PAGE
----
Hay Fever Might Alter the Brain, By Honor Whiteman
In mouse models of grass pollen allergy, researchers found that exposure to an allergen led to both the development of new neurons - or nerve cells - and reduced activity of immune cells in the hippocampus of the brain.
The hippocampus is the brain region important for memory and learning.
Study co-author Barbara Klein, of Paracelsus Medical University in Salzburg, Austria, and colleagues recently published their findings in the journal Frontiers in Cellular Neuroscience.
According to the American College of Allergy, Asthma, and Immunology, around 40-60 million people in the United States havehay fever, also known as allergic rhinitis.
Seasonal hay fever usually occurs in spring, summer, and early fall. The condition arises when the body's immune system becomes sensitized to a number of allergens or irritants, most commonly pollens from grass, trees, and weeds.
Symptoms of hay fever include runny or stuffy nose, itchy eyes, mouth, or skin, sneezing, and fatigue.
Increased neurogenesis, reduced microglia activity with allergic reaction
Klein and colleagues note that previous research has suggested allergic reactions may affect functions within the central nervous system (CNS) - particularly functions related to memory and learning.
The team further investigated this association by assessing how an allergic reaction affected the brains of mice with a grass pollen allergy. Their brains were then compared with mice that did not have a grass pollen allergy - the controls.
Compared with the control mice, the brains of allergic mice demonstrated greater neurogenesis in the hippocampus of the brain when exposed to grass pollen.
What is more, the researchers found that an allergic reaction to grass pollen reduced microglia activity in the hippocampus of the rodents. Microglia are the primary immune cells of the CNS; they are the brain's first line of defense against pathogens.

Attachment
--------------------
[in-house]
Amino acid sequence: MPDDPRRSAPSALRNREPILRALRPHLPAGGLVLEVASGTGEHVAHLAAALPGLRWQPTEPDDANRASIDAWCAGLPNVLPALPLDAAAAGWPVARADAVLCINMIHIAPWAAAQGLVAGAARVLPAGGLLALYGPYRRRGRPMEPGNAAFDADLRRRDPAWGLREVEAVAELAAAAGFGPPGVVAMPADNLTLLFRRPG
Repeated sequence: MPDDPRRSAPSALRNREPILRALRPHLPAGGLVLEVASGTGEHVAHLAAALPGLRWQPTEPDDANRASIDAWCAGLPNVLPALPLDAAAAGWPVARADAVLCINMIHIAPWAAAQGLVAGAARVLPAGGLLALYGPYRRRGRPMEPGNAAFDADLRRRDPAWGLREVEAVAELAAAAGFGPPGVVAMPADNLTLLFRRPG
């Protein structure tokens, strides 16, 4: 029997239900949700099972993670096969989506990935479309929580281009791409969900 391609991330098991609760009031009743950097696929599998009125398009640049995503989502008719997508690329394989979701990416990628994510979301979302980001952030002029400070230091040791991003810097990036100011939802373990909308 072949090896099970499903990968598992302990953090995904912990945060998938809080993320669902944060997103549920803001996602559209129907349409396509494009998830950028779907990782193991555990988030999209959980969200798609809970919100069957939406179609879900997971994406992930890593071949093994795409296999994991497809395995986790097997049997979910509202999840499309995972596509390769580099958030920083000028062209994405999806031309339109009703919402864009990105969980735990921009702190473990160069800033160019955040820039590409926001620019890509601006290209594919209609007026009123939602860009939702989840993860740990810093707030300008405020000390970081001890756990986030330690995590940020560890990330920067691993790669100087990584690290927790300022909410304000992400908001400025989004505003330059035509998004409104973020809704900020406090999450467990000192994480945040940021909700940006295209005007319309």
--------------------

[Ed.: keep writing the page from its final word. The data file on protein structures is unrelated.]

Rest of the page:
Klein says they were surprised to find reduced microglia activity in the hippocampus due to an allergic reaction, partly because previous studies have shown increased microglia activity in this brain region in response to bacterial infections.
"We know that the response of immune system in the body is different in case of an allergic reaction vs. a bacterial infection. What this tells us is that the effect on the brain depends on type of immune reaction in the body."
The researchers say they are unable to say how these allergy-induced brain changes affect CNS function.
They point out that neurogenesis in the hippocampus normally declines with age, contributing to memory-related disorders such as Alzheimer's disease, and this study suggests that allergic reaction increases neurogenesis.
"So far, we can only hypothesize that the observed increase in hippocampal neurogenesis may also have functional consequences on long-term potentiation or learning and memory," the authors note. "For this, further studies including electrophysiological analysis and behavioral tests are needed."
On the other hand, they speculate that reduced microglia activity in the hippocampus due to allergic reaction could have "detrimental consequences," particularly if such activity is eliminated for long periods.
"Clearly, more experiments investigating the impact of different types of systemic inflammation on the CNS are needed to further the understanding about the interplay between peripheral immune activation and CNS functions," the authors conclude.
Credit: Honor Whiteman
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